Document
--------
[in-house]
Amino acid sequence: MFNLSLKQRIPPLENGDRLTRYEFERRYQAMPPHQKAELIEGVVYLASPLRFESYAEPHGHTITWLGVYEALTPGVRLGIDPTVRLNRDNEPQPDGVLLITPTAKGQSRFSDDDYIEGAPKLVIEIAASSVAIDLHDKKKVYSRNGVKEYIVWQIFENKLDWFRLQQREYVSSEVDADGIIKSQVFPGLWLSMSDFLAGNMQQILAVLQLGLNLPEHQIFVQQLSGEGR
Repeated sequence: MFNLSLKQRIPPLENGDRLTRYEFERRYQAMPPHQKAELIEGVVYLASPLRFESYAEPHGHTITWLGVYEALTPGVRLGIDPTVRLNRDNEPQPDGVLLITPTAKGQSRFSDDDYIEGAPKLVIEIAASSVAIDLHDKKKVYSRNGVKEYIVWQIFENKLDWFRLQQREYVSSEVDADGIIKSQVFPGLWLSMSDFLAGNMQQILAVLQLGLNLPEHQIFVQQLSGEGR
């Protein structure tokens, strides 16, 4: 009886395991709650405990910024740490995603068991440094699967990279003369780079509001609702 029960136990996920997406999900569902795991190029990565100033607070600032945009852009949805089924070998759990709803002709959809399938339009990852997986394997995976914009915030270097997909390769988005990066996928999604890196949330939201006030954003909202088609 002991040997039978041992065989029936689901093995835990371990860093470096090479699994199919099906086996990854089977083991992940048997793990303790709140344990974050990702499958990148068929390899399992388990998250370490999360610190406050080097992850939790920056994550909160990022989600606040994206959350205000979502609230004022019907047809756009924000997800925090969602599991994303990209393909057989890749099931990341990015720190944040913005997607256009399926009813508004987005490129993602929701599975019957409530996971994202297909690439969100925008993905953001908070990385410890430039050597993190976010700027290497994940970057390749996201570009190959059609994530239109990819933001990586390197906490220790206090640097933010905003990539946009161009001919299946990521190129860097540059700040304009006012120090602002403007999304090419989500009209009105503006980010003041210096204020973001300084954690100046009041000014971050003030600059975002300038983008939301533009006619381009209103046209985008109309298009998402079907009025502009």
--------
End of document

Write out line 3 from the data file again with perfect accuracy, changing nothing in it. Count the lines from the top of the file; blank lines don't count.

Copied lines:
Repeated sequence: MFNLSLKQRIPPLENGDRLTRYEFERRYQAMPPHQKAELIEGVVYLASPLRFESYAEPHGHTITWLGVYEALTPGVRLGIDPTVRLNRDNEPQPDGVLLITPTAKGQSRFSDDDYIEGAPKLVIEIAASSVAIDLHDKKKVYSRNGVKEYIVWQIFENKLDWFRLQQREYVSSEVDADGIIKSQVFPGLWLSMSDFLAGNMQQILAVLQLGLNLPEHQIFVQQLSGEGR